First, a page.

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Canceling the college football season would have a major trickle-down effect on the NFL

Related: As NFL deadline passes, Patriots’ opt-out list stands at eight

COLLEGE FOOTBALL: DEC 28 CFP Semifinal at the Fiesta Bowl - Clemson v Ohio State Photo by Kevin Abele/Icon Sportswire via Getty Images

With the Coronavirus pandemic still dictating life in the United States, the sports world remains mostly in limbo as fall draws ever nearer. But while we tend to focus on the NFL and the New England Patriots in particular on this here website, we need to take a look at college football as well because its potential and increasingly likely cancelation would have a major impact on the pro level next year.

Let’s start at the beginning, though.

The commissioners of the so-called “Power Five” conferences — the Southeastern Conference (SEC), the Big Ten, the Big 12, the Pac-12 and the Atlantic Coast Conference (ACC) — held an emergency meeting over the weekend to discuss concerns that the upcoming season cannot be played. The Big Ten is reportedly leading the charge to possibly postpone the season into spring, reportedly canceling its own fall schedule on Monday, according to the Detroit Free Press.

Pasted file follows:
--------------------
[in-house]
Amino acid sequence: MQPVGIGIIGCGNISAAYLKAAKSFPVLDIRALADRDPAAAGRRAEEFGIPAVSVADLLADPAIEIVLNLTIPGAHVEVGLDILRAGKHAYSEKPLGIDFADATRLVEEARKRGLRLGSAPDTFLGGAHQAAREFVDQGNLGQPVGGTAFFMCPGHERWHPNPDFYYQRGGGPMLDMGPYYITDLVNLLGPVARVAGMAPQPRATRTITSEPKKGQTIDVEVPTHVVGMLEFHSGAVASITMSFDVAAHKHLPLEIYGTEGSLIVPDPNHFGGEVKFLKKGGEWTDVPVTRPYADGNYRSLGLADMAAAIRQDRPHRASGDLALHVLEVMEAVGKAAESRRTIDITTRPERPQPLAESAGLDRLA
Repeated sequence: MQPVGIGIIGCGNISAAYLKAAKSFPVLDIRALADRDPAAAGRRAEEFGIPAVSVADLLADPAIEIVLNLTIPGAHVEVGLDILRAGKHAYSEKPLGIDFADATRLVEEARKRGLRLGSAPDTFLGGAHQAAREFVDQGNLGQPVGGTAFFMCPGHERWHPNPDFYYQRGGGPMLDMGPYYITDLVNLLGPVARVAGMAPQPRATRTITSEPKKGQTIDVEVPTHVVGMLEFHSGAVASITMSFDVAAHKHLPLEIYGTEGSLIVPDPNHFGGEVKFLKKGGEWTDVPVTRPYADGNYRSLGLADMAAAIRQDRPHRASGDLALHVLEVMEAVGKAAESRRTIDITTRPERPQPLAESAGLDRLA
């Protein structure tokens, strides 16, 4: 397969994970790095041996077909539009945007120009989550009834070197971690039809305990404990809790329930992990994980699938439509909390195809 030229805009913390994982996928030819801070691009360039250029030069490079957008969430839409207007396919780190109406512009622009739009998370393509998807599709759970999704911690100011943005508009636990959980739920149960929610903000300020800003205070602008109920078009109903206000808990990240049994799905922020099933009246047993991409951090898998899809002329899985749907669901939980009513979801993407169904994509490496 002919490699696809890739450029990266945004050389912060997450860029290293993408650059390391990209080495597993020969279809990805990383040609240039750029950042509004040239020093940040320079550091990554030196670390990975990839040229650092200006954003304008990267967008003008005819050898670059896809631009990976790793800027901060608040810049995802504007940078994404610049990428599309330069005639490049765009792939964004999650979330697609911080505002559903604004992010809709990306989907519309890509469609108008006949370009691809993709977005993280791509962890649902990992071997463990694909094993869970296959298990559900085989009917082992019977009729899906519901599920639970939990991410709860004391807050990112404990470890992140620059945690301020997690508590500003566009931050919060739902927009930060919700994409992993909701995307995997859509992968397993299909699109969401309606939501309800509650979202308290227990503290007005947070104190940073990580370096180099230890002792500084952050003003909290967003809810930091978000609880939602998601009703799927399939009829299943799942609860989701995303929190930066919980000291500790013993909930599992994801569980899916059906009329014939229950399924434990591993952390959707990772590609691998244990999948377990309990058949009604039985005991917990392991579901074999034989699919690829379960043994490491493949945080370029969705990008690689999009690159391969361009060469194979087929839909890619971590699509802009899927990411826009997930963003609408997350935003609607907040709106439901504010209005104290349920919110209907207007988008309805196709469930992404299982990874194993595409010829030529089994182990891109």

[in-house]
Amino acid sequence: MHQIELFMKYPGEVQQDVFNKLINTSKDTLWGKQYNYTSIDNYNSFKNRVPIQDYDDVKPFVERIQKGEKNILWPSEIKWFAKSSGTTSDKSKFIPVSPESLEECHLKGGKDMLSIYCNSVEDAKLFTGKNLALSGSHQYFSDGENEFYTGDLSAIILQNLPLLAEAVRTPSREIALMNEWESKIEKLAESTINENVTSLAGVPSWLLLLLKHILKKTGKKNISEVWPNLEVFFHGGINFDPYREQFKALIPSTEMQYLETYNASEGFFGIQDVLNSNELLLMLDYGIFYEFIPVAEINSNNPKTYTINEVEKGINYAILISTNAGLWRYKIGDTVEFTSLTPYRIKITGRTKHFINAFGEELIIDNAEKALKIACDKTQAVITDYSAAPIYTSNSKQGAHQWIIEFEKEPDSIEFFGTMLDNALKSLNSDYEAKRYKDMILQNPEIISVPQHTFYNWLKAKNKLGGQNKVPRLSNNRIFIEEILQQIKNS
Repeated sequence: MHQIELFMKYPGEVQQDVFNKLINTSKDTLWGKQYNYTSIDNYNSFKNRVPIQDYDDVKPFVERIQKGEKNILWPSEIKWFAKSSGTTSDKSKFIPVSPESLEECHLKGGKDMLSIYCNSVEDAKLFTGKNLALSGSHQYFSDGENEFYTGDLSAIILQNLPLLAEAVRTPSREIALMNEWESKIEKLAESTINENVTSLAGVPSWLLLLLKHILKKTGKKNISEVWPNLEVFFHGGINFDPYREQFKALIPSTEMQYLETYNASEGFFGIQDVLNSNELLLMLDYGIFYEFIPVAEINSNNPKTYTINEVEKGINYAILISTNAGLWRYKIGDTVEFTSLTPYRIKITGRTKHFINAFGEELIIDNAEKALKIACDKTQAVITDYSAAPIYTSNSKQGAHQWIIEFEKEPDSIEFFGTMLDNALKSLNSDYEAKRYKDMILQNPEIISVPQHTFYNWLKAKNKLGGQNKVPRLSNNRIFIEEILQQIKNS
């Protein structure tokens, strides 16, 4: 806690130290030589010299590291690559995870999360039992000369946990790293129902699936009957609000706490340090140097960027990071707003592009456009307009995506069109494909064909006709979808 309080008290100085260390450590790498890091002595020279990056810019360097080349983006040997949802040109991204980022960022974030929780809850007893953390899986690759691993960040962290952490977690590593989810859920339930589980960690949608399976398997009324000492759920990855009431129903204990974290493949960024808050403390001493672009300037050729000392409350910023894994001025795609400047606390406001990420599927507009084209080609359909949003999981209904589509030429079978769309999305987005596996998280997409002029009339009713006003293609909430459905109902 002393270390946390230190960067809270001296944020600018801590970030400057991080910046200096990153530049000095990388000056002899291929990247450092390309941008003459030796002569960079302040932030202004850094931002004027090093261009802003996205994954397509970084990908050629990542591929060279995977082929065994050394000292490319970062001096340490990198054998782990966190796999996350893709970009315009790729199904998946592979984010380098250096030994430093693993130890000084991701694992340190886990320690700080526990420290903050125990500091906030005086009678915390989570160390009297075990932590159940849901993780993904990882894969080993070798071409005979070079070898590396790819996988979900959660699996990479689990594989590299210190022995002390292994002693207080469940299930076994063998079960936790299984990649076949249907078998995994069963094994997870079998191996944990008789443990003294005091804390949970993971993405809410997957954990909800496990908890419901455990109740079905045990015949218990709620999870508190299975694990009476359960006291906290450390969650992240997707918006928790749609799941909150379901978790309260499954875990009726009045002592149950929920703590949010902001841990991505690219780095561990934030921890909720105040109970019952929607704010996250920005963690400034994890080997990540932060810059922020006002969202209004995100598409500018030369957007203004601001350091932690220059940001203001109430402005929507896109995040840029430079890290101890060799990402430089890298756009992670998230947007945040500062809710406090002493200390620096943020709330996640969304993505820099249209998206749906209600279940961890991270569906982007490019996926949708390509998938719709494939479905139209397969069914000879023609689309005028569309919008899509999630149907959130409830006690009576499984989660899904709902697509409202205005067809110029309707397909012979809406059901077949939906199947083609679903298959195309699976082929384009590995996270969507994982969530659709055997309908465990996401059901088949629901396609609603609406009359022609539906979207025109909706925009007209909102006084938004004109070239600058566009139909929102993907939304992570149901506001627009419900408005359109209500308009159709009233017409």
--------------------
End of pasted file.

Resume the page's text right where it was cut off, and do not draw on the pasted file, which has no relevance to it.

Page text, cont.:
The expectation, according to a report by ESPN, is that the other conferences will eventually follow suit and effectively cancel the season as it would normally look like. At this point in time and after the Big Ten’s cancelation, such a move does seem inevitable despite players’ recent #WeWantToPlay movement on social media. If a decision to postpone the 2020 season is eventually made, the fallout on the NFL would be massive.

Under a normal schedule, the college football season would be over by mid-January — a point at which players eligible for the draft would turn their attention to the different workouts from the East-West Shrine Game and Senior Bowl to the Scouting Combine and various Pro Days. The whole procedure would culminate in the draft that is scheduled to take place between April 29 and May 1 next year.

“If we lose the 2020 college football season, this year’s NFL Scouting Combine will be the most important one in league history. We always preach ‘it’s all about the tape’ but if you haven’t seen a player on grass in over a year, this event will take on a whole new meaning,” said scout-turned-analyst Daniel Jeremiah on Twitter.

The process of gaining valuable information about prospects and setting a draft board based on it would obviously look different on a new timeline. Meanwhile, the little information available could become hugely valuable — all while new one will need to be processed and added to the equation fairly quickly.

Scouting departments all over the league would be under a decent amount of stress, despite having some time to prepare for the challenges that lie ahead.

The league’s schedule will also likely have to change if the college football season is indeed moved to the spring. The draft would likely have to be rescheduled, with subsequent rookie minicamps facing the same fate. Timing could become an issue, though, considering that the NFL-NFLPA Collective Bargaining Agreement prohibits the event from being held later than June 2. Any delay beyond that would require an agreement by both the league and the players’ union.

All in all, the impact of canceling the college football season as currently scheduled would go beyond college campuses and also be felt at the pro level.